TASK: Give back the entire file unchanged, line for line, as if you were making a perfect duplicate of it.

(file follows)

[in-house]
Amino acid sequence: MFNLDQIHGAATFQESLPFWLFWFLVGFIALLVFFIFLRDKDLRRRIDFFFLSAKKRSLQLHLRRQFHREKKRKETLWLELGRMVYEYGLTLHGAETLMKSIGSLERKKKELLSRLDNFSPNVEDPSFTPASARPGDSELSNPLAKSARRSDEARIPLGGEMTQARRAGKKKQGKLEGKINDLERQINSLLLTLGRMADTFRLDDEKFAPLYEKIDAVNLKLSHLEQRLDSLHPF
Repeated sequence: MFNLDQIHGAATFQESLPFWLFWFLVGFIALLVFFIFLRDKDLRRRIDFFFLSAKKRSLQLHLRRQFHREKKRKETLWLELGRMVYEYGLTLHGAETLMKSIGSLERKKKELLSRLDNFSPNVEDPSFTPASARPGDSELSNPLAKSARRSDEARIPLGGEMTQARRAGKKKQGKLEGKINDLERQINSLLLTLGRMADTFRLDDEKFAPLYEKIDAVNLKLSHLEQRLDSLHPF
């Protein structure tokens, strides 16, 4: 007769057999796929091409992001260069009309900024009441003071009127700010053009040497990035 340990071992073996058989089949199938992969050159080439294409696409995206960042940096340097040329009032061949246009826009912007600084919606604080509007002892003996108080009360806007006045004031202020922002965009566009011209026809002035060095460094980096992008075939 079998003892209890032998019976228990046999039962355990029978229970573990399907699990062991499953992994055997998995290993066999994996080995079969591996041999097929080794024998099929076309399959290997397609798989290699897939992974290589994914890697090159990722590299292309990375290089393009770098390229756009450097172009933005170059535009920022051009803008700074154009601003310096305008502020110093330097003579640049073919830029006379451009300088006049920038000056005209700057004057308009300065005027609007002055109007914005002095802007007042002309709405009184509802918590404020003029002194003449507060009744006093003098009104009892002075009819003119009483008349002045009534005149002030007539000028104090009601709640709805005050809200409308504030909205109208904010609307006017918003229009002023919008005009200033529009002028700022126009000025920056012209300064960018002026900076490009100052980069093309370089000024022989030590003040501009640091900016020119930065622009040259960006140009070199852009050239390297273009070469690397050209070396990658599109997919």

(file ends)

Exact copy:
[in-house]
Amino acid sequence: MFNLDQIHGAATFQESLPFWLFWFLVGFIALLVFFIFLRDKDLRRRIDFFFLSAKKRSLQLHLRRQFHREKKRKETLWLELGRMVYEYGLTLHGAETLMKSIGSLERKKKELLSRLDNFSPNVEDPSFTPASARPGDSELSNPLAKSARRSDEARIPLGGEMTQARRAGKKKQGKLEGKINDLERQINSLLLTLGRMADTFRLDDEKFAPLYEKIDAVNLKLSHLEQRLDSLHPF
Repeated sequence: MFNLDQIHGAATFQESLPFWLFWFLVGFIALLVFFIFLRDKDLRRRIDFFFLSAKKRSLQLHLRRQFHREKKRKETLWLELGRMVYEYGLTLHGAETLMKSIGSLERKKKELLSRLDNFSPNVEDPSFTPASARPGDSELSNPLAKSARRSDEARIPLGGEMTQARRAGKKKQGKLEGKINDLERQINSLLLTLGRMADTFRLDDEKFAPLYEKIDAVNLKLSHLEQRLDSLHPF
């Protein structure tokens, strides 16, 4: 007769057999796929091409992001260069009309900024009441003071009127700010053009040497990035 340990071992073996058989089949199938992969050159080439294409696409995206960042940096340097040329009032061949246009826009912007600084919606604080509007002892003996108080009360806007006045004031202020922002965009566009011209026809002035060095460094980096992008075939 079998003892209890032998019976228990046999039962355990029978229970573990399907699990062991499953992994055997998995290993066999994996080995079969591996041999097929080794024998099929076309399959290997397609798989290699897939992974290589994914890697090159990722590299292309990375290089393009770098390229756009450097172009933005170059535009920022051009803008700074154009601003310096305008502020110093330097003579640049073919830029006379451009300088006049920038000056005209700057004057308009300065005027609007002055109007914005002095802007007042002309709405009184509802918590404020003029002194003449507060009744006093003098009104009892002075009819003119009483008349002045009534005149002030007539000028104090009601709640709805005050809200409308504030909205109208904010609307006017918003229009002023919008005009200033529009002028700022126009000025920056012209300064960018002026900076490009100052980069093309370089000024022989030590003040501009640091900016020119930065622009040259960006140009070199852009050239390297273009070469690397050209070396990658599109997919």